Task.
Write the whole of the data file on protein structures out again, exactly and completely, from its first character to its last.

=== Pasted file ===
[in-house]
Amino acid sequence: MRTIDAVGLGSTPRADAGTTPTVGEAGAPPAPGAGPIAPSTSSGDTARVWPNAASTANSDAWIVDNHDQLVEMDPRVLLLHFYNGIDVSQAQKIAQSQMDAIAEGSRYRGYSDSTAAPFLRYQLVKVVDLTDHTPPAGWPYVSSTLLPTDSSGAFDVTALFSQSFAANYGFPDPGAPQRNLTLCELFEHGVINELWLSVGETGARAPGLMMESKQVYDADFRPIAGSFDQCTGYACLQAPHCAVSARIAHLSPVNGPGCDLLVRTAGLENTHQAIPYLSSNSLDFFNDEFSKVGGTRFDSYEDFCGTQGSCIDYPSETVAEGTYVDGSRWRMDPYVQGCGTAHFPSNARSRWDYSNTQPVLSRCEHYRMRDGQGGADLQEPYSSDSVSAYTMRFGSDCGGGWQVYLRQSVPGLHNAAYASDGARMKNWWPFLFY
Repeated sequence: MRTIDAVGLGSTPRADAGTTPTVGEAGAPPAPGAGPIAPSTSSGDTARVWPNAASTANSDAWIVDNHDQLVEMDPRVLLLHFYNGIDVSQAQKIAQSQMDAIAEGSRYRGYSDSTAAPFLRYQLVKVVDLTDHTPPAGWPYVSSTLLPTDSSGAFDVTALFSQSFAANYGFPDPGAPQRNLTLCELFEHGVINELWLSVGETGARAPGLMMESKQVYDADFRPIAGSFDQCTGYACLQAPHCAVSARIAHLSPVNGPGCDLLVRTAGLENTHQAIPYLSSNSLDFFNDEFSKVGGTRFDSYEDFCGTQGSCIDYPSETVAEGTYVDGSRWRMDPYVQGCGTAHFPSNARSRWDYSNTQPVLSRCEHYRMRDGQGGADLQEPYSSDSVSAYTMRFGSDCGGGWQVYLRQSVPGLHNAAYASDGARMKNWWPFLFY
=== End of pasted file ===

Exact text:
[in-house]
Amino acid sequence: MRTIDAVGLGSTPRADAGTTPTVGEAGAPPAPGAGPIAPSTSSGDTARVWPNAASTANSDAWIVDNHDQLVEMDPRVLLLHFYNGIDVSQAQKIAQSQMDAIAEGSRYRGYSDSTAAPFLRYQLVKVVDLTDHTPPAGWPYVSSTLLPTDSSGAFDVTALFSQSFAANYGFPDPGAPQRNLTLCELFEHGVINELWLSVGETGARAPGLMMESKQVYDADFRPIAGSFDQCTGYACLQAPHCAVSARIAHLSPVNGPGCDLLVRTAGLENTHQAIPYLSSNSLDFFNDEFSKVGGTRFDSYEDFCGTQGSCIDYPSETVAEGTYVDGSRWRMDPYVQGCGTAHFPSNARSRWDYSNTQPVLSRCEHYRMRDGQGGADLQEPYSSDSVSAYTMRFGSDCGGGWQVYLRQSVPGLHNAAYASDGARMKNWWPFLFY
Repeated sequence: MRTIDAVGLGSTPRADAGTTPTVGEAGAPPAPGAGPIAPSTSSGDTARVWPNAASTANSDAWIVDNHDQLVEMDPRVLLLHFYNGIDVSQAQKIAQSQMDAIAEGSRYRGYSDSTAAPFLRYQLVKVVDLTDHTPPAGWPYVSSTLLPTDSSGAFDVTALFSQSFAANYGFPDPGAPQRNLTLCELFEHGVINELWLSVGETGARAPGLMMESKQVYDADFRPIAGSFDQCTGYACLQAPHCAVSARIAHLSPVNGPGCDLLVRTAGLENTHQAIPYLSSNSLDFFNDEFSKVGGTRFDSYEDFCGTQGSCIDYPSETVAEGTYVDGSRWRMDPYVQGCGTAHFPSNARSRWDYSNTQPVLSRCEHYRMRDGQGGADLQEPYSSDSVSAYTMRFGSDCGGGWQVYLRQSVPGLHNAAYASDGARMKNWWPFLFY